(so  :SrHH:MM:SS#   will set the RA of the target to HH:MM:SS )
..but many have not (Celestron, for example, differs)

If you wish to bypass the Autostar, you're getting far more "atomic".

The Meade motor cards expect a  floating point *speed* command.
They're not told a distance or an "alt/az" value... just speed.
Their internal servo system then maintains that speed fairly accurately
(they deliver PWM to the motors, and use a quadrature encoder to keep track of the speed).
The motor cards do not know the relationship between their speed and the
actual angular motion of the telescope itself... that "loop closure" is
performed by the Autostar.
The dynamic range of the motor control is surprisingly large... in the
ETX-90 it's from about 12,000 rpm down to about 50 rpm.

Some systems (such as Mel Bartels, and some commercial scopes) use stepper motors.
The Celestrons, like the Meade, use DC analog motors.

Meade has patents on the idea of distributed control.. (and the patents
discuss the signals 'twixt the Autostar and the motor cards).
Visit http://www.pat2pdf.org/
and look at patents 6,304,376  6,392,799  6,445,498   6,563,636  align: 6,922,283
7339731, 7221527, 7092156, 7079317, 7053992, 7414707, 7227223

Meade's published serial protocol (for PC to Autostar) is here:
http://www.meade.com/support/TelescopeProtocol_2010-10.pdf

Stellarium is another example of an open source planetarium and telescope control program.
It knows a few scope protocols, and has a method for invoking the ASCOM
initiative's work for doing a broader range (but ASCOM is woefully
Windows-only, even though Stellarium is multi-platform).  INDI is a
Linux ASCOM-like project for layering the scope-protocol-specific duties.

> It would be a fun project to work on as soon as I am done with the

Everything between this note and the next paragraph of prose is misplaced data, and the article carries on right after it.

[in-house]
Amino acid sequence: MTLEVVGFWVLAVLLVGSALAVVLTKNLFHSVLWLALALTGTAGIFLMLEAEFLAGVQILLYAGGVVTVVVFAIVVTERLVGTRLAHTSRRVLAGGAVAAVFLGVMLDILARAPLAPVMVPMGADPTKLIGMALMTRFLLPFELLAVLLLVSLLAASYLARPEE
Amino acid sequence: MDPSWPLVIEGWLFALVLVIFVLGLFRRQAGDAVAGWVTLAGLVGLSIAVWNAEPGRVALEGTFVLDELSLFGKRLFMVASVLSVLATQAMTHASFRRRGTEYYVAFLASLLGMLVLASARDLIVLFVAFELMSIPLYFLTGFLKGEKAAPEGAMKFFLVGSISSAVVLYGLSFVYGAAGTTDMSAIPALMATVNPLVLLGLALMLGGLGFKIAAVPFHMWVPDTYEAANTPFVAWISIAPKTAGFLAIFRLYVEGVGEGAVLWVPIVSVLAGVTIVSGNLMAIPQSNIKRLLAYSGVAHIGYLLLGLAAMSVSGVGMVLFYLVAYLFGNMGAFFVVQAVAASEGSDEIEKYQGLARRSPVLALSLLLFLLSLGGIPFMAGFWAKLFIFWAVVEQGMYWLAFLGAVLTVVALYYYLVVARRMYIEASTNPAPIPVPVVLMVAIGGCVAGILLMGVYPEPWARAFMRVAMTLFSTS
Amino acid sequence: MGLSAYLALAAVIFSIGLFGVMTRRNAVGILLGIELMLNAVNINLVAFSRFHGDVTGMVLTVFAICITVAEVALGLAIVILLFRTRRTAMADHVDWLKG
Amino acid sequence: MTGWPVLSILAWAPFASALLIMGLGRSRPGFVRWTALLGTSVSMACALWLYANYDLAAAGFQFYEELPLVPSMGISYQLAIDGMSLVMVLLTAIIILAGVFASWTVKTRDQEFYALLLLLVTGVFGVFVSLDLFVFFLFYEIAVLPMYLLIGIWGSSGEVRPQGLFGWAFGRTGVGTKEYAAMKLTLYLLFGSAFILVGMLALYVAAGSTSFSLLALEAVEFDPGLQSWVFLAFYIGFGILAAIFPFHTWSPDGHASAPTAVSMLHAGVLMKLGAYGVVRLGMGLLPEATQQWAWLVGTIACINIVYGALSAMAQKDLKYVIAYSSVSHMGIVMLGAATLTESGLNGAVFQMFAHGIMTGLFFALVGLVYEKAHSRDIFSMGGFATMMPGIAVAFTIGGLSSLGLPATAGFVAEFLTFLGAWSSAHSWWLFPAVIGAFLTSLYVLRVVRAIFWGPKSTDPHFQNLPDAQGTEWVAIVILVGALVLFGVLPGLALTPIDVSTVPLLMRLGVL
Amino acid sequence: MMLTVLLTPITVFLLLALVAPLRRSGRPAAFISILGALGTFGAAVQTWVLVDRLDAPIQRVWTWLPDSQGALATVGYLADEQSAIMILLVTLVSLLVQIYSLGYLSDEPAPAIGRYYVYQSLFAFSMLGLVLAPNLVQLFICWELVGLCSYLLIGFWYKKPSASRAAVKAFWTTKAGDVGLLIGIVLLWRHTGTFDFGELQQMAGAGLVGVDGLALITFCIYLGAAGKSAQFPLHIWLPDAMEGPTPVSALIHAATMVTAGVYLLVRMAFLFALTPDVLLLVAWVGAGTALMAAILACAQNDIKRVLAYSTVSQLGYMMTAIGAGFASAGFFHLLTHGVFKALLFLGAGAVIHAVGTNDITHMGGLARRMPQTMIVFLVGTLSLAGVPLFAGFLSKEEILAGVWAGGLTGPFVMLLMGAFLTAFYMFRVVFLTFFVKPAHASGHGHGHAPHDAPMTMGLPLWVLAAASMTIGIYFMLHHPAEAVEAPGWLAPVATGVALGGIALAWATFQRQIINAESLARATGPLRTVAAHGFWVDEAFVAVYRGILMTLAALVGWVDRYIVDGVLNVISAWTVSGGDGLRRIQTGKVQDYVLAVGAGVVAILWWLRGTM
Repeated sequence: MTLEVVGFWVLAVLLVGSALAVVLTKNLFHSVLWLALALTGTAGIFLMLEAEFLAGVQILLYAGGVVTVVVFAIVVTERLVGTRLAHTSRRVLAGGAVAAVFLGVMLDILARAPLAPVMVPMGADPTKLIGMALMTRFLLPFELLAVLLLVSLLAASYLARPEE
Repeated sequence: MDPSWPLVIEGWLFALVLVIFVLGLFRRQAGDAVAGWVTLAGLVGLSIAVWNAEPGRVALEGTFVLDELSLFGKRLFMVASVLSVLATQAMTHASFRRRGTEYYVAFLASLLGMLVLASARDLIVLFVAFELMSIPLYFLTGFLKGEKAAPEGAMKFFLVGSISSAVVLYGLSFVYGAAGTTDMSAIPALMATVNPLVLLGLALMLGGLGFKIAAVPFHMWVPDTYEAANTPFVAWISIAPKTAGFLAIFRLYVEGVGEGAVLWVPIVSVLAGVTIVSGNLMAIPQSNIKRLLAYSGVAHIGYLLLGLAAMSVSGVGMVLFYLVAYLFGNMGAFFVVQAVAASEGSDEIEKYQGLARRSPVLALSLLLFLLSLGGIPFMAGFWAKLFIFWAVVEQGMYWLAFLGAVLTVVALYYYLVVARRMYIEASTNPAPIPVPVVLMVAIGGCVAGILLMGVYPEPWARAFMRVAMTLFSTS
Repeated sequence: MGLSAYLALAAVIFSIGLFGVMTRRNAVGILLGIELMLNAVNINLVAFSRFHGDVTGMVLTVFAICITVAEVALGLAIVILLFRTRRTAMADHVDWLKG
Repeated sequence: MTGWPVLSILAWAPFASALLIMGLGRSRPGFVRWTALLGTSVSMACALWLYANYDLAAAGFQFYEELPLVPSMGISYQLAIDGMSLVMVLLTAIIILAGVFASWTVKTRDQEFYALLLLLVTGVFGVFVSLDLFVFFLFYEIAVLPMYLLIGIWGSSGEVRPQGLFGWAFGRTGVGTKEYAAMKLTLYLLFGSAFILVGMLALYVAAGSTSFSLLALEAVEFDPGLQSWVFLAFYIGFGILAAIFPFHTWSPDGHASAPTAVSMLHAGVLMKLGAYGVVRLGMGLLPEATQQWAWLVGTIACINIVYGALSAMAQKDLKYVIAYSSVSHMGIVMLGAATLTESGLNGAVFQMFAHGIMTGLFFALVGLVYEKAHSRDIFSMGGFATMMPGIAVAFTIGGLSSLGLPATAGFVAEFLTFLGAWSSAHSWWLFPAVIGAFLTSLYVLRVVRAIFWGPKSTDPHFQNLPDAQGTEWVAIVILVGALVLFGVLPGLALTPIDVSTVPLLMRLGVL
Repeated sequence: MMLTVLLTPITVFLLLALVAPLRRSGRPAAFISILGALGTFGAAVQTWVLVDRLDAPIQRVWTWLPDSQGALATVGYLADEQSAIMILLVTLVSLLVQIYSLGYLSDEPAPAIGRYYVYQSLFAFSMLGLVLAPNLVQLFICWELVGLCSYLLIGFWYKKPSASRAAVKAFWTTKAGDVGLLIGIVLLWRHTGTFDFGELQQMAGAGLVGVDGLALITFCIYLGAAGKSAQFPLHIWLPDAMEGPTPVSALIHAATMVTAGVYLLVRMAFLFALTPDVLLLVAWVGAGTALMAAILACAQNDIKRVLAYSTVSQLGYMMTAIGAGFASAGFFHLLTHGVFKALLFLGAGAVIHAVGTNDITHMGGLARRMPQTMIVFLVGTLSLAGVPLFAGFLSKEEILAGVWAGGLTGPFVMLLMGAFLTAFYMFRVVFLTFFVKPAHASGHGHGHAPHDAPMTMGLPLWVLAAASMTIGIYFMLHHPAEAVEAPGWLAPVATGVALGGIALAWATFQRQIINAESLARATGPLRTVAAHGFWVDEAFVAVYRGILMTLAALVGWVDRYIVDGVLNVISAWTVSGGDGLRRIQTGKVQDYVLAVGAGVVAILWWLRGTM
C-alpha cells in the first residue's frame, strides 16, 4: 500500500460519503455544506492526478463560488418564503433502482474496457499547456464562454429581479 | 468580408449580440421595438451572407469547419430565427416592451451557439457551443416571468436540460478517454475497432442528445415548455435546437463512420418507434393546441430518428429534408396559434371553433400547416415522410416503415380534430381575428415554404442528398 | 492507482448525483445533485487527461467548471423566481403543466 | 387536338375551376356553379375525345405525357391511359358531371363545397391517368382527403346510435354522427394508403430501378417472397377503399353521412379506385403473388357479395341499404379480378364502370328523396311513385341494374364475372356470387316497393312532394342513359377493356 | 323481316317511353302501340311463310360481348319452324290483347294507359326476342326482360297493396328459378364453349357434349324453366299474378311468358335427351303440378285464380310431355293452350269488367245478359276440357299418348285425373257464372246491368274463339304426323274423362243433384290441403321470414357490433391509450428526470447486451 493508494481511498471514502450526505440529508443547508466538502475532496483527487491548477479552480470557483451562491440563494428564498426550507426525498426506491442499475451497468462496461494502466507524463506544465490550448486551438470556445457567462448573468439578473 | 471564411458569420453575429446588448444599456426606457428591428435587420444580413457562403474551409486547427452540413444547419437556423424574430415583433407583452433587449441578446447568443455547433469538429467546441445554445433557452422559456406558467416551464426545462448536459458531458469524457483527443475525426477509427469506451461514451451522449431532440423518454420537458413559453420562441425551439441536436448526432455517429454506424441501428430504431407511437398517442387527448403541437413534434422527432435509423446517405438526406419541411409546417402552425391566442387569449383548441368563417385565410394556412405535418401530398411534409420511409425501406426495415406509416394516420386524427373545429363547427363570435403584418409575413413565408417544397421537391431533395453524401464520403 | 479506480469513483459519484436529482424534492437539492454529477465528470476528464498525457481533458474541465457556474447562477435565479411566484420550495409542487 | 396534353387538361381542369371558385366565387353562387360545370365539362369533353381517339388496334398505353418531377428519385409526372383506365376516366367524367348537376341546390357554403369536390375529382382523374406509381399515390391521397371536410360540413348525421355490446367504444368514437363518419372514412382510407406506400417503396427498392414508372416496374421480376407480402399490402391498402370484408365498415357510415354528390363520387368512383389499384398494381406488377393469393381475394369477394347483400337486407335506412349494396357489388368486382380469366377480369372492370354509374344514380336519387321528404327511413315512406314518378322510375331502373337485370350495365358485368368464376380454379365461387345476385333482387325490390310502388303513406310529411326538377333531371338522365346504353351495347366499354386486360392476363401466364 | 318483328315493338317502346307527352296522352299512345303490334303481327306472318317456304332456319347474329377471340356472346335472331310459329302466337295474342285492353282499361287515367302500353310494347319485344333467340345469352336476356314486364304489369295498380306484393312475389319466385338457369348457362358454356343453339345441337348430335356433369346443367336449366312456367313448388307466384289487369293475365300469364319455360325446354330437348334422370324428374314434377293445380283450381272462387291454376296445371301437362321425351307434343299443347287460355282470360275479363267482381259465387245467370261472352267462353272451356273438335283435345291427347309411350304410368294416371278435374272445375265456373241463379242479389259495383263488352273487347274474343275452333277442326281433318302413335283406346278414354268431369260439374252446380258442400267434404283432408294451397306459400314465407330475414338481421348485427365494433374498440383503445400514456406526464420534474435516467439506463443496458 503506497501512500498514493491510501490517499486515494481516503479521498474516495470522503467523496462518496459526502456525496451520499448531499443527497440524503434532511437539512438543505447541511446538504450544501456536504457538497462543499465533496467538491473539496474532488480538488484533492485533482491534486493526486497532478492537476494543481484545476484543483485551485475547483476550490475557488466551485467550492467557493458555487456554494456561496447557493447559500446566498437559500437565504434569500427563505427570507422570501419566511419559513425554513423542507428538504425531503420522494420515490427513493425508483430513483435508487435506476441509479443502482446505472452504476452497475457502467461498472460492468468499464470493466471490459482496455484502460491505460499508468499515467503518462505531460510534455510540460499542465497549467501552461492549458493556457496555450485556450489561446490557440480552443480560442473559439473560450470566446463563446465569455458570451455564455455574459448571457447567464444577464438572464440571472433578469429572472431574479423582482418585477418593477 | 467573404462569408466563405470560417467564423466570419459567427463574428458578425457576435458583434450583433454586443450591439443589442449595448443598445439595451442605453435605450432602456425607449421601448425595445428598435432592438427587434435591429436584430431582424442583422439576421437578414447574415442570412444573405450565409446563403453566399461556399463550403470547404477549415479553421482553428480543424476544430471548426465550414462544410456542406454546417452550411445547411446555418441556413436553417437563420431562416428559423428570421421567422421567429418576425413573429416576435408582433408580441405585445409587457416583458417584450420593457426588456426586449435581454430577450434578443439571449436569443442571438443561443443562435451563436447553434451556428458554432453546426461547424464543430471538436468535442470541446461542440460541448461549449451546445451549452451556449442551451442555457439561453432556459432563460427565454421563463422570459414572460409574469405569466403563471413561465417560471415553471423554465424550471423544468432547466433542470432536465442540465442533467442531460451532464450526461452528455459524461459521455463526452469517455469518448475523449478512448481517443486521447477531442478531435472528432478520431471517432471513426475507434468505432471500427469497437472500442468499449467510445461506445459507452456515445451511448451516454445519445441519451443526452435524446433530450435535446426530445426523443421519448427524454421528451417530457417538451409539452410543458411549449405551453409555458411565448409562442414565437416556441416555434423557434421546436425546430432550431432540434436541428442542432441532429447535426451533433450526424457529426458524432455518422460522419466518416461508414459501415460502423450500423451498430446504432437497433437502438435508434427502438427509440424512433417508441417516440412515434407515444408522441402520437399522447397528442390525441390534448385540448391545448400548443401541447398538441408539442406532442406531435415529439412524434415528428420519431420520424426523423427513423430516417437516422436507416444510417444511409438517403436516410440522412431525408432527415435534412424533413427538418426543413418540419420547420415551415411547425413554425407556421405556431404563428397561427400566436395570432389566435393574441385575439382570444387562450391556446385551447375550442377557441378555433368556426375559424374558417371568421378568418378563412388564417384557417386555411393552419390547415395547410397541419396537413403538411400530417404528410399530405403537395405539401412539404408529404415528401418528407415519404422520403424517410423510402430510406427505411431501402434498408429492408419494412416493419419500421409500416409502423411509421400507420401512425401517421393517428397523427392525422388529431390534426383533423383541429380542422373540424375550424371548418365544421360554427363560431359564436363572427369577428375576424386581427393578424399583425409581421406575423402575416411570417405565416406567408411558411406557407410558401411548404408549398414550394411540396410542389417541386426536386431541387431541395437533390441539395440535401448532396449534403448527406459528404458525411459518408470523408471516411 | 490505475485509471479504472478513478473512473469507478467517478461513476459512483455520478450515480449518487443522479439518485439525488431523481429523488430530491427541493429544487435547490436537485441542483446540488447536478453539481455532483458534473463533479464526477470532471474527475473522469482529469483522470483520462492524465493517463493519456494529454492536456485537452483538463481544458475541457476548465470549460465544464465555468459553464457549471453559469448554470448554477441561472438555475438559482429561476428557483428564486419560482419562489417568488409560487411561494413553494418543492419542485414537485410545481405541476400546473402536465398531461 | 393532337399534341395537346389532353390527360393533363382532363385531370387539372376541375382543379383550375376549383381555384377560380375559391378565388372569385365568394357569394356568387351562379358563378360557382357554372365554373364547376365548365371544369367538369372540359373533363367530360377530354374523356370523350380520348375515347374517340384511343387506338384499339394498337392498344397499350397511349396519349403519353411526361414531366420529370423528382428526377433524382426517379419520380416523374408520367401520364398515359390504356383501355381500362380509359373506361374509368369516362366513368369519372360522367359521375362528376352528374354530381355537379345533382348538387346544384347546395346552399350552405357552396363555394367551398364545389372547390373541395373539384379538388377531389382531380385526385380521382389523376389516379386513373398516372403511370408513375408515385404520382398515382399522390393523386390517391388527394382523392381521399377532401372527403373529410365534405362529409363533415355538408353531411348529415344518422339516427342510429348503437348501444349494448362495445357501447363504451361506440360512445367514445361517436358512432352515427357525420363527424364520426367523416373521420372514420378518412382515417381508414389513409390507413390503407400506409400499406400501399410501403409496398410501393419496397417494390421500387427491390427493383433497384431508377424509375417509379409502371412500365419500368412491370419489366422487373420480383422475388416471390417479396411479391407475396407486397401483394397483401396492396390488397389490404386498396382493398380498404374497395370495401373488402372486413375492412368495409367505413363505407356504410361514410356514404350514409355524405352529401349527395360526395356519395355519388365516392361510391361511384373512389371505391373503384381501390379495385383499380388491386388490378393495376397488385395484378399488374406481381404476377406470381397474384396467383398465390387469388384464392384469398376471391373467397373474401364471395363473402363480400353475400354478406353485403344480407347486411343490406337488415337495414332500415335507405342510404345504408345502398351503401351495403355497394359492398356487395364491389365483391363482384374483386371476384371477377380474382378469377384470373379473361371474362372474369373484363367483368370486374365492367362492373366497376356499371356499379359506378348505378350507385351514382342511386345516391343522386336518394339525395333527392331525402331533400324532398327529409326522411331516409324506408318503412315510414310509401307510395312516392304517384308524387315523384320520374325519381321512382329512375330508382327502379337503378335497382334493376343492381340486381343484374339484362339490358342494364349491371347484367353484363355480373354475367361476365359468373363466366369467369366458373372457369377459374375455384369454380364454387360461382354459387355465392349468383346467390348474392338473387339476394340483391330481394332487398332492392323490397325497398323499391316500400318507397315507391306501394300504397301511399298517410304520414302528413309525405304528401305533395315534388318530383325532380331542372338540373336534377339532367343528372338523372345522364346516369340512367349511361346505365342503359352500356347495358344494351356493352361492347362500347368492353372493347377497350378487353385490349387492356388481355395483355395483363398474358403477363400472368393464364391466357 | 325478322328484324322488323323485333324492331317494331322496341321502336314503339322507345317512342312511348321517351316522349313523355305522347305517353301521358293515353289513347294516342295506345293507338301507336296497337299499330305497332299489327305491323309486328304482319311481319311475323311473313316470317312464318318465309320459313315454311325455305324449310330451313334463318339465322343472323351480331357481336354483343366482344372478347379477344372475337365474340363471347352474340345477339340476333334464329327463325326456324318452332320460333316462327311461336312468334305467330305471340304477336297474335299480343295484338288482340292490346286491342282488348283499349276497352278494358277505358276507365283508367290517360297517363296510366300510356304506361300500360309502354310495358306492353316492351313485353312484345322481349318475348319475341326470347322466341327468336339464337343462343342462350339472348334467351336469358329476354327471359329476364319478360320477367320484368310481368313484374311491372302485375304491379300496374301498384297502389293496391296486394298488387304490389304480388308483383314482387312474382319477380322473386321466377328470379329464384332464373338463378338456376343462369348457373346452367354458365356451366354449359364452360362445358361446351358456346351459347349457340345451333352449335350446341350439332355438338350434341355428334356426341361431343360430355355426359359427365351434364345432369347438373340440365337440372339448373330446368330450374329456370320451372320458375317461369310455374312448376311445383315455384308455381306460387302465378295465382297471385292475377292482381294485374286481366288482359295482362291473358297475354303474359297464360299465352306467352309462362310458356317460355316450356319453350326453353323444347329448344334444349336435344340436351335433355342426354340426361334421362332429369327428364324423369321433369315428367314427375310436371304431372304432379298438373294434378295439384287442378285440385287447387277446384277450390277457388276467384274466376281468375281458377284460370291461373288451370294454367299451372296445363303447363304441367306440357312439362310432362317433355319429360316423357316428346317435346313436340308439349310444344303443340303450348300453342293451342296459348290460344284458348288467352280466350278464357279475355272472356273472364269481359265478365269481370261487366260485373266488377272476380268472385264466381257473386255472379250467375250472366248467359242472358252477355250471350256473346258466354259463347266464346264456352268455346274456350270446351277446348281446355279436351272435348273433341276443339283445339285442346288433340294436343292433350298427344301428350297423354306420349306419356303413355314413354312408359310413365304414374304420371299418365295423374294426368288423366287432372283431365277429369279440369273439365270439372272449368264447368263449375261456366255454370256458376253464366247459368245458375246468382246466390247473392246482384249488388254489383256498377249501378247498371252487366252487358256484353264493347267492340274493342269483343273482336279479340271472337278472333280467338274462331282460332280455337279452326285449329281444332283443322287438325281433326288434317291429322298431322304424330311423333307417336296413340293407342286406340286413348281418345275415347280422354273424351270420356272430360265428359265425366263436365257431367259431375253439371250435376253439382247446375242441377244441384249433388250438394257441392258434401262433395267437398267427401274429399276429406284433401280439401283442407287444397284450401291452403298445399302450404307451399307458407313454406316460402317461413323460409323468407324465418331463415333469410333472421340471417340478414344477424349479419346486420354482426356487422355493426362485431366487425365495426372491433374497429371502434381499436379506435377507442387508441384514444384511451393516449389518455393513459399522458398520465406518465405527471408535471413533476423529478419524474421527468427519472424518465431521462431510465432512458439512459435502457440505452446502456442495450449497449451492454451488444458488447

> debugger I am working on now (which, interestingly, is itself based on
> a heavily layered architecture.)

Welcome to the can of worms of dynamic scope control...

have fun
--dick
Mike here: SkySafari 3 Pro (as well as the "Plus" version) can probably control the most different types of GOTO telescopes. See the Southern Stars web site (http://southernstars.com/products/skysafari/index.html) for the list. I use the Pro version, and have controlled my ETX and LX200-ACF telescopes using it.


Subject:	Starfinder Options
Sent:	Wednesday, December 26, 2012 14:23:46
From:	Anthony Tonizzo (atonizzo@yahoo.com)
A few years ago I bought a Meade 4504 for $20. When I finally found time
to work on it, a quick check on a Ronchi tester showed a bad case of
turned edge on the 4.5" mirror so I re-polished and re-figured it and I
am now in the process of rebuilding the unit (Jupiter looks spectacular
even without the aluminum coating on the mirror.)

One thing I found is that the StarFinder controller that came with the
telescope does not seem to have the same options as those described in
the PDF file available online for the 4504. To add to the misery, the
user interface of the controller is so bad that, without a proper
manual, I cannot seem to be able to guess how to use it. As much as I
try, things do not just make sense, with motors that move when they
should not, stay put when they should move and generally do not give
enough feedback to know what is going on.

My first reaction was to rewrite the whole thing for a small
microcontroller. It would not be difficult to do but while reading your
site I learned to my dismay that the HBX protocol has not been reverse
engineered yet, and my software would hinge on knowing the exact
messages used to move the motors.

Plan B now revolves around trying to replace the existing handheld
controller with a newer model, perhaps one with instructions I can
actually follow. Ideally the two motors in the telescope would no need
to be replaced. The one I have does not have any "upload" connector, and
it seems a sealed device that is not meant to be cracked open: Obviously
it is an older model, likely late 90s or early 2000s.

Do you know if there is any market out there for these controllers and
if so, where I could score one? I checked e-Bay and Craigslist, but the
controllers available are always sold with the scope they are connected
to.

Any help would be greatly appreciated.
Thanks much!
Anthony Tonizzo
Mike here: If you search the ETX Site for "4504" you will get lots of hits, some of which might be useful to you. You could also check out the Meade 4504 Yahoo Group (http://tech.groups.yahoo.com/group/Meade4504Telescopes/).